Loss of Nutrient Content from Cacao to Chocolate

As I briefly touched on above, many nutrients are lost when cacao is processed into chocolate.  Check out how seriously the nutrient density drops off as you move from the whole food to the candy!

Cacao Powder

1 ounce of dry, unsweetened cocoa powder provides:

  • 35.8 mg calcium (4% of the daily value)
  • 140 mg magnesium (35% of the daily value)
  • 427 mg potassium (12% of the daily value)
  • 1.1 mg copper (54% of the daily value)
  • 3.9 mg iron (22% of the daily value)
  • 9.3 grams fiber (37% of the daily value)

Dark Chocolate

1 ounce of dark chocolate that is made up of 70-85% percent cacao provides:

  • 20.4 mg calcium (2% of the daily value)
  • 63.8 mg magnesium (16% of the daily value)
  • 200 mg potassium (6% of the daily value)
  • 0.5 mg copper (25% of the daily value)
  • 3.3 mg iron (19% of the daily value)
  • 3.1 grams fiber (12% of the daily value)

Chocolate

1 ounce of chocolate with 45-59% cacao solids provides:

  • 15.7 mg  calcium (2% of the daily value)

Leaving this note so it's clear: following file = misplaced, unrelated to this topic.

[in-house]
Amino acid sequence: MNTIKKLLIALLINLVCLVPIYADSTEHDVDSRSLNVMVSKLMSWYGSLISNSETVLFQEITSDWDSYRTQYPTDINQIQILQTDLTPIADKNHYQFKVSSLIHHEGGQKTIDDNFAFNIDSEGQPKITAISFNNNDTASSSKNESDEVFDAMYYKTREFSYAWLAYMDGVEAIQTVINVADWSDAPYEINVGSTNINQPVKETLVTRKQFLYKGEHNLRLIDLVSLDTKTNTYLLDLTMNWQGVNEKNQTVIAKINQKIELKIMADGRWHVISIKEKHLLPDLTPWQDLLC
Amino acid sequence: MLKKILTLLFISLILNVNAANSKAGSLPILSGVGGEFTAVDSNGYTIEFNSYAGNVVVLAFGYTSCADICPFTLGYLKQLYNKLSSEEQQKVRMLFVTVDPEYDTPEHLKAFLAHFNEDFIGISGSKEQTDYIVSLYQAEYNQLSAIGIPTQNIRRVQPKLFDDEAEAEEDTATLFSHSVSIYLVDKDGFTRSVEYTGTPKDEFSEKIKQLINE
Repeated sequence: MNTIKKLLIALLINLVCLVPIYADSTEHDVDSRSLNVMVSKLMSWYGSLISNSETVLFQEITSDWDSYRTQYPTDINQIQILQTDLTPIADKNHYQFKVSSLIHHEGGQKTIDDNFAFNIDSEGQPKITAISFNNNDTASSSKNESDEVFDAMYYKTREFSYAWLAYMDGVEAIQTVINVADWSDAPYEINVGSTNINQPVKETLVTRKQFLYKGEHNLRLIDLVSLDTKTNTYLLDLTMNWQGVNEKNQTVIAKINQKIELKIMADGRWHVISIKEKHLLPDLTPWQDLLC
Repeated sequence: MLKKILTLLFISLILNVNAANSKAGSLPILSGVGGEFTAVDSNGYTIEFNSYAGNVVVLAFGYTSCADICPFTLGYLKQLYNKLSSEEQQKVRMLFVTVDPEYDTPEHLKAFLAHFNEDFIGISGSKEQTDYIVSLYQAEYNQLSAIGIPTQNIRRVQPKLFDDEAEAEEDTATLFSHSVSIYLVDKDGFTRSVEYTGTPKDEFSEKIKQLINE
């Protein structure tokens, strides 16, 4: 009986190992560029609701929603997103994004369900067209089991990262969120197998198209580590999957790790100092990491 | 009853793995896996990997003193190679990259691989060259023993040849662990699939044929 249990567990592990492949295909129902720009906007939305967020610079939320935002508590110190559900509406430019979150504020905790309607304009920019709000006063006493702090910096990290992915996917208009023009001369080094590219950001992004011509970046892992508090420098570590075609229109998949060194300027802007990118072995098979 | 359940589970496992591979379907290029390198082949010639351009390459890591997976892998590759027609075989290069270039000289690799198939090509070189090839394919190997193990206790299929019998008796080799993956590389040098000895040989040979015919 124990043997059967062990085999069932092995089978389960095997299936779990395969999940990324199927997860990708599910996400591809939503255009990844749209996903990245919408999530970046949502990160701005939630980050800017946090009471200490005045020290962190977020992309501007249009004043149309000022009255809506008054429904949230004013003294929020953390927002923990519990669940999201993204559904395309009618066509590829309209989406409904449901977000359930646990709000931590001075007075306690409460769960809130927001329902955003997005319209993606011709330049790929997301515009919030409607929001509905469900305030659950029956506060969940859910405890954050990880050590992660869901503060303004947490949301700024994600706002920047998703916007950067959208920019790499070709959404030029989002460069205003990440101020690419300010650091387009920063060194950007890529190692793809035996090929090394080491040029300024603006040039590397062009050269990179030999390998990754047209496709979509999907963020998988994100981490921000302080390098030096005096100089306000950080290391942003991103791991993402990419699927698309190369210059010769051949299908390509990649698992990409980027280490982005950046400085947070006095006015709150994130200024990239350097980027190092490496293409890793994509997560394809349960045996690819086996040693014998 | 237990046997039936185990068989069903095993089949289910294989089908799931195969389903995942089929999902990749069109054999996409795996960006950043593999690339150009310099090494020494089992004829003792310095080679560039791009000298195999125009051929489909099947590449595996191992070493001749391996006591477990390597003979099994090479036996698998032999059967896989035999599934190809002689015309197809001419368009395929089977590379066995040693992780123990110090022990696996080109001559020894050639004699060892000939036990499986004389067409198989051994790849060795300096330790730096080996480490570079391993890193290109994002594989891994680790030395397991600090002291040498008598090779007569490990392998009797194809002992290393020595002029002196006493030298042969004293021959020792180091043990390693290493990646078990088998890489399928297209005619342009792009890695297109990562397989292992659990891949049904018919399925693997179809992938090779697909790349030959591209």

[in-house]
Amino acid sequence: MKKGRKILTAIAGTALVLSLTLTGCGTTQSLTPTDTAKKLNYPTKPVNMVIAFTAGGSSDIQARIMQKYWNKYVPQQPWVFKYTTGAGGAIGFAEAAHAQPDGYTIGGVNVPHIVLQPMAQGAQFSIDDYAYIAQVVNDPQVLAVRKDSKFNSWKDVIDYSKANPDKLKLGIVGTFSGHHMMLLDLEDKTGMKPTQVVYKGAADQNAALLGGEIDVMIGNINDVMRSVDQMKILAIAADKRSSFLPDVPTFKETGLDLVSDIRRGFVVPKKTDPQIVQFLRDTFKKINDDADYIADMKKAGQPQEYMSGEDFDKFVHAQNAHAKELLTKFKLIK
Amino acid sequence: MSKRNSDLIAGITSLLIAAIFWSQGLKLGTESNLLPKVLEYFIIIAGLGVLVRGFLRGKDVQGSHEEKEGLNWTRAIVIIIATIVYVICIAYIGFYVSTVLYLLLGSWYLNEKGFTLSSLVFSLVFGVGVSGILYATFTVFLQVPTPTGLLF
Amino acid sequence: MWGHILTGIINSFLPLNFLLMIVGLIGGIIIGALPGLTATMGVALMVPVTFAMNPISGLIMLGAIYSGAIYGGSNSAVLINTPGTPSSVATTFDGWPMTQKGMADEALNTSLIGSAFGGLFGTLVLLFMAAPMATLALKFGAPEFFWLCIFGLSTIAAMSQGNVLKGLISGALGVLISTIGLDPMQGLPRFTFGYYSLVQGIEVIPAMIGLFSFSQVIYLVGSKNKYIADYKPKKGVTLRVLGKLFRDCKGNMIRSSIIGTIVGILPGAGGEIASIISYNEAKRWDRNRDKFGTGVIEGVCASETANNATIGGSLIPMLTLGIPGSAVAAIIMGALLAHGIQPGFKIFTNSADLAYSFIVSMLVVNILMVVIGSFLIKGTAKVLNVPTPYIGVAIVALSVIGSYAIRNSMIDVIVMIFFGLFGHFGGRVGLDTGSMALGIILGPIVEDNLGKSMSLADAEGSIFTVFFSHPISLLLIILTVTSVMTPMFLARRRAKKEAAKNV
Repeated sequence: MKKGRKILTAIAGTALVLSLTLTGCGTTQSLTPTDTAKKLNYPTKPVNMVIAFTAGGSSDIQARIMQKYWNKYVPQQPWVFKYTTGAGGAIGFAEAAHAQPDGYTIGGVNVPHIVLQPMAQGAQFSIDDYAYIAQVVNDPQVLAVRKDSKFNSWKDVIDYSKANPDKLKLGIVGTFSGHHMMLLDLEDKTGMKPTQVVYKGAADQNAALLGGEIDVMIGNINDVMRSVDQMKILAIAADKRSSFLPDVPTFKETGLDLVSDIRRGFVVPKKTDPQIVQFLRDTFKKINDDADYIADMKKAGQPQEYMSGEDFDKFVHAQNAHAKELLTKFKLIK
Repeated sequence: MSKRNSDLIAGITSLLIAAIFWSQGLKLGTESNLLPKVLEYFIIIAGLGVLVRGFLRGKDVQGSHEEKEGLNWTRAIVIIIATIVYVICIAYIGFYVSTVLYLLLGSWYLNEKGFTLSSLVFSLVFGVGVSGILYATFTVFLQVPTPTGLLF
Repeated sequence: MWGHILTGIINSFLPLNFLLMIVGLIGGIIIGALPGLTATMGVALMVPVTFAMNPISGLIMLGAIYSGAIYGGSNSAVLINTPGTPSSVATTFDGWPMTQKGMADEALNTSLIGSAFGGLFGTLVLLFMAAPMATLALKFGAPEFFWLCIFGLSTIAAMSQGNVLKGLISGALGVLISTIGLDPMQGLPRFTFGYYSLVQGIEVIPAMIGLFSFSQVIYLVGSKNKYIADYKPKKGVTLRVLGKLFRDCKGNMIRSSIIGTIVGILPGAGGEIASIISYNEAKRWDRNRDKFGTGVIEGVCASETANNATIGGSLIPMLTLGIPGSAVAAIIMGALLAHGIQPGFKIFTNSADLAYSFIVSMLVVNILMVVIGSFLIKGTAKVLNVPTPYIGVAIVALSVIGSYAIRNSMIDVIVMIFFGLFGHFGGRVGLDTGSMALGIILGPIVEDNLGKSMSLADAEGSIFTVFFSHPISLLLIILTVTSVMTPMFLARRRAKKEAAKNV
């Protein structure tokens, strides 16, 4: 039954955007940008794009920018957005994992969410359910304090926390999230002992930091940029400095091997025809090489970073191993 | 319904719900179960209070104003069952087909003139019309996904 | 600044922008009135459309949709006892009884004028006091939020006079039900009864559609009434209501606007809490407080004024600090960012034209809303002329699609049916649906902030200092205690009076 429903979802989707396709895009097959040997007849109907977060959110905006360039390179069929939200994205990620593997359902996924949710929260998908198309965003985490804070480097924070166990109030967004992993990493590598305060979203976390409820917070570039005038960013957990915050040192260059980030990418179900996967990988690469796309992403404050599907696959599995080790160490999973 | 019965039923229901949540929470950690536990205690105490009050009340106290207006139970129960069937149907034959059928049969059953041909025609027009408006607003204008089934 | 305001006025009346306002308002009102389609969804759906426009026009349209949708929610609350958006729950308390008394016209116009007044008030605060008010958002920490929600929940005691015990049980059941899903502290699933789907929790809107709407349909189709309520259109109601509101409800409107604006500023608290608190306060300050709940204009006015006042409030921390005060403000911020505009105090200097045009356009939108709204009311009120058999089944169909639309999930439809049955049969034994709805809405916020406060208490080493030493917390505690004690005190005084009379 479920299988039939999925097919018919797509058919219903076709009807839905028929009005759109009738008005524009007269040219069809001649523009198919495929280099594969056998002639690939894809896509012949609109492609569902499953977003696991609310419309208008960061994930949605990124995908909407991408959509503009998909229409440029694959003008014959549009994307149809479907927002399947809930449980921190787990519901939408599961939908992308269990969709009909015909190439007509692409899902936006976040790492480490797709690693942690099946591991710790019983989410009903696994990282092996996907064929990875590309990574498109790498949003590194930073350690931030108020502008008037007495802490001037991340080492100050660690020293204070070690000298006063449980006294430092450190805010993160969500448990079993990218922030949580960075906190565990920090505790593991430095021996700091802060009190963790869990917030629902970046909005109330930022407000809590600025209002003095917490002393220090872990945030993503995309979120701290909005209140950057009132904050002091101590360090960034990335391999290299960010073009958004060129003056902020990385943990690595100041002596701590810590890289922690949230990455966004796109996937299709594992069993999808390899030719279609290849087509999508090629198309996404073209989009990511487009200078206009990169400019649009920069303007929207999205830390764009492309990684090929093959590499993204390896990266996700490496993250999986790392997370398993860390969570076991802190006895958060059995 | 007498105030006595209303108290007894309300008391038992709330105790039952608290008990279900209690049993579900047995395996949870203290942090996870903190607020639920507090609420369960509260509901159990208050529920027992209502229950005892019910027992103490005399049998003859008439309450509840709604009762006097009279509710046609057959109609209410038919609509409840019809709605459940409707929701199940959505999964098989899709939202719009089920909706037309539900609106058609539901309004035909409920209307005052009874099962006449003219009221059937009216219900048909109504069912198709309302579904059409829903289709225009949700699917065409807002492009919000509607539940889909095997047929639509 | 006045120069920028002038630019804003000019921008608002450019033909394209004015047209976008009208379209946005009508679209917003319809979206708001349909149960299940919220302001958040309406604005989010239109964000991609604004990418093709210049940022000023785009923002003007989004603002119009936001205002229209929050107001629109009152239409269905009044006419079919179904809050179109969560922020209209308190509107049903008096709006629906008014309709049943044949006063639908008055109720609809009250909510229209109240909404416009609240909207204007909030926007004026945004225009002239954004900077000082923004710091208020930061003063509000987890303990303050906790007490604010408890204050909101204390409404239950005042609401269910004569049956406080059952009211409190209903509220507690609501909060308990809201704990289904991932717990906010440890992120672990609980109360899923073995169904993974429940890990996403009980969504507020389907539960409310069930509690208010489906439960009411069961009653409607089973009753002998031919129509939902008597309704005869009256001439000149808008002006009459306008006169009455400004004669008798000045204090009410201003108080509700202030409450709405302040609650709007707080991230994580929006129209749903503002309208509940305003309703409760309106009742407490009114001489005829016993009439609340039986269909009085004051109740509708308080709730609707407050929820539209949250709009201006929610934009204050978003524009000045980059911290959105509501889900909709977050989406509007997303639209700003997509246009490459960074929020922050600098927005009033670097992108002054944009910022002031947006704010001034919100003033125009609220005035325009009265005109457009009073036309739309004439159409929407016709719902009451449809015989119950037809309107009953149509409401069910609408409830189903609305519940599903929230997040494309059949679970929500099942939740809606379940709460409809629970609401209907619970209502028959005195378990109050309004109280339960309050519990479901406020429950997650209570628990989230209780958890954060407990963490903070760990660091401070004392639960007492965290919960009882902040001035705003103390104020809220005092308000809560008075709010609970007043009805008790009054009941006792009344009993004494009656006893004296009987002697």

• 40.9 mg  magnesium (10% of the daily value)
  • 157 mg potassium (4% of the daily value)
  • 0.3 mg copper (14% of the daily value)
  • 2.2 mg iron (12% of the daily value)
  • 2.0 grams fiber (8% of the daily value)

Milk Chocolate

And 1 oz of milk chocolate provides a measly:

  • 52.9 mg calcium (5% of the daily value)
  • 17.6 mg magnesium (4% of the daily value)
  • 104 mg potassium (3% of the daily value)
  • 0.1 mg copper (7% of the daily value)
  • 0.7 mg iron (4% of the daily value)
  • 1.0 grams fiber (4% of the daily value)

As you can see the more processed the cacao, the fewer nutrients it contains.  If you want to enjoy the health benefits of cacao, you should definitely opt for the least processed cacao product you can find!

Risks Of Cacao

The scientific evidence doesn’t support any real risk to your health from consuming cacao.

That being said, some people still make claims about negative health effects from eating cacao — either from theoretical risks or personal anecdotes.

Some say that like chocolate cacao can be highly addictive since it acts as a stimulant.  Some think that long term consumption can lead to depression, mood swings, nightmares, and paranoia.  Others feel that over-consumption can lead to toxic build-up in the liver and blood.

If you have questions or are worried you’re having a reaction to cacao, you should contact a medical professional about whether or not consuming raw cocoa is good for you.

Tips for Easy Ways to Add Cacao to your Diet

Some easy ways to add it to your diet include creating a cacao nib trail mix, adding it as a topping to your yogurt, or adding it to your cereal or oatmeal.  You can also buy cacao powder form and add it to your salad dressing, or make a fun mole rub for your chicken or other lean meats.  Alternatively, you could add it to your favorite nut butter for a yummy, healthy dessert.